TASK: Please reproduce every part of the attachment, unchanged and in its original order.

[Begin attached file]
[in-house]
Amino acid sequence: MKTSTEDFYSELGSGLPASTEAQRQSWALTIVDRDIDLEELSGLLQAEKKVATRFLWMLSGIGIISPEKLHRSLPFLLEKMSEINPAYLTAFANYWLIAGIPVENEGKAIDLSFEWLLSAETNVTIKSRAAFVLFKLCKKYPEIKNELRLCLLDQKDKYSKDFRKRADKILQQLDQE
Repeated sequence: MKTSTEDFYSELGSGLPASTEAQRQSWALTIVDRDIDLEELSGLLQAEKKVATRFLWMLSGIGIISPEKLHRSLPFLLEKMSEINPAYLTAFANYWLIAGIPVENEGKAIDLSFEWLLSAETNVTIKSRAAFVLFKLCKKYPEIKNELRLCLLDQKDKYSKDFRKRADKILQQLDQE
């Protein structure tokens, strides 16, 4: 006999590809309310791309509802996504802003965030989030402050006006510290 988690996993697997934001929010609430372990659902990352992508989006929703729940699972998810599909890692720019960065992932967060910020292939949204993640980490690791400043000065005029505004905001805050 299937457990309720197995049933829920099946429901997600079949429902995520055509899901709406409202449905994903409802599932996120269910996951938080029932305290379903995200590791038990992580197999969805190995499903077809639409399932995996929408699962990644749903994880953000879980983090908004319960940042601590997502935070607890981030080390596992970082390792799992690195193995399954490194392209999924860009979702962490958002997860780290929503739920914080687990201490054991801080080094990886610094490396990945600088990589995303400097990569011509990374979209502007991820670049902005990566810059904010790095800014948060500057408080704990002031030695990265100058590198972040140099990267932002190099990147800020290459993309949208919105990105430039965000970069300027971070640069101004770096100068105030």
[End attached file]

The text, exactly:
[in-house]
Amino acid sequence: MKTSTEDFYSELGSGLPASTEAQRQSWALTIVDRDIDLEELSGLLQAEKKVATRFLWMLSGIGIISPEKLHRSLPFLLEKMSEINPAYLTAFANYWLIAGIPVENEGKAIDLSFEWLLSAETNVTIKSRAAFVLFKLCKKYPEIKNELRLCLLDQKDKYSKDFRKRADKILQQLDQE
Repeated sequence: MKTSTEDFYSELGSGLPASTEAQRQSWALTIVDRDIDLEELSGLLQAEKKVATRFLWMLSGIGIISPEKLHRSLPFLLEKMSEINPAYLTAFANYWLIAGIPVENEGKAIDLSFEWLLSAETNVTIKSRAAFVLFKLCKKYPEIKNELRLCLLDQKDKYSKDFRKRADKILQQLDQE
């Protein structure tokens, strides 16, 4: 006999590809309310791309509802996504802003965030989030402050006006510290 988690996993697997934001929010609430372990659902990352992508989006929703729940699972998810599909890692720019960065992932967060910020292939949204993640980490690791400043000065005029505004905001805050 299937457990309720197995049933829920099946429901997600079949429902995520055509899901709406409202449905994903409802599932996120269910996951938080029932305290379903995200590791038990992580197999969805190995499903077809639409399932995996929408699962990644749903994880953000879980983090908004319960940042601590997502935070607890981030080390596992970082390792799992690195193995399954490194392209999924860009979702962490958002997860780290929503739920914080687990201490054991801080080094990886610094490396990945600088990589995303400097990569011509990374979209502007991820670049902005990566810059904010790095800014948060500057408080704990002031030695990265100058590198972040140099990267932002190099990147800020290459993309949208919105990105430039965000970069300027971070640069101004770096100068105030």